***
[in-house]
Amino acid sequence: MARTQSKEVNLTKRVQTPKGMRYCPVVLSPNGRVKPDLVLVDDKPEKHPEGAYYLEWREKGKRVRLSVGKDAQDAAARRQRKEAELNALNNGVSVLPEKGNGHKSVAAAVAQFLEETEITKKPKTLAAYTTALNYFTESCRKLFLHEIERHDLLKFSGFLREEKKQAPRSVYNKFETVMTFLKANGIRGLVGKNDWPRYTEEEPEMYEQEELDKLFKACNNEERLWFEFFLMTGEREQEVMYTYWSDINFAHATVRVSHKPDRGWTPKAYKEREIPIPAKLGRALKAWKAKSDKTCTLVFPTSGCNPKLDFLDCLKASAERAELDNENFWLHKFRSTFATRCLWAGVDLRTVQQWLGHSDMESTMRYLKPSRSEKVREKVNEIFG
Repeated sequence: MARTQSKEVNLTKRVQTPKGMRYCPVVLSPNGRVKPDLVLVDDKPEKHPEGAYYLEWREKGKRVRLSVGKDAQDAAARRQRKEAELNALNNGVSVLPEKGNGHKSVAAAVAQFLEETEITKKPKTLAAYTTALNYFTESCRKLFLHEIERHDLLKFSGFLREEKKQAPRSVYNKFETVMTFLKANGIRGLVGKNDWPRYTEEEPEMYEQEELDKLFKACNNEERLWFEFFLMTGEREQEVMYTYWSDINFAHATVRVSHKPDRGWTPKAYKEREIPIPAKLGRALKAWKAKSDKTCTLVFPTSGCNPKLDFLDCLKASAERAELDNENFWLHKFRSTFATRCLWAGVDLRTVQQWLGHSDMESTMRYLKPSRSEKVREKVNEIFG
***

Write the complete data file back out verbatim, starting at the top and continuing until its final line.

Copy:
[in-house]
Amino acid sequence: MARTQSKEVNLTKRVQTPKGMRYCPVVLSPNGRVKPDLVLVDDKPEKHPEGAYYLEWREKGKRVRLSVGKDAQDAAARRQRKEAELNALNNGVSVLPEKGNGHKSVAAAVAQFLEETEITKKPKTLAAYTTALNYFTESCRKLFLHEIERHDLLKFSGFLREEKKQAPRSVYNKFETVMTFLKANGIRGLVGKNDWPRYTEEEPEMYEQEELDKLFKACNNEERLWFEFFLMTGEREQEVMYTYWSDINFAHATVRVSHKPDRGWTPKAYKEREIPIPAKLGRALKAWKAKSDKTCTLVFPTSGCNPKLDFLDCLKASAERAELDNENFWLHKFRSTFATRCLWAGVDLRTVQQWLGHSDMESTMRYLKPSRSEKVREKVNEIFG
Repeated sequence: MARTQSKEVNLTKRVQTPKGMRYCPVVLSPNGRVKPDLVLVDDKPEKHPEGAYYLEWREKGKRVRLSVGKDAQDAAARRQRKEAELNALNNGVSVLPEKGNGHKSVAAAVAQFLEETEITKKPKTLAAYTTALNYFTESCRKLFLHEIERHDLLKFSGFLREEKKQAPRSVYNKFETVMTFLKANGIRGLVGKNDWPRYTEEEPEMYEQEELDKLFKACNNEERLWFEFFLMTGEREQEVMYTYWSDINFAHATVRVSHKPDRGWTPKAYKEREIPIPAKLGRALKAWKAKSDKTCTLVFPTSGCNPKLDFLDCLKASAERAELDNENFWLHKFRSTFATRCLWAGVDLRTVQQWLGHSDMESTMRYLKPSRSEKVREKVNEIFG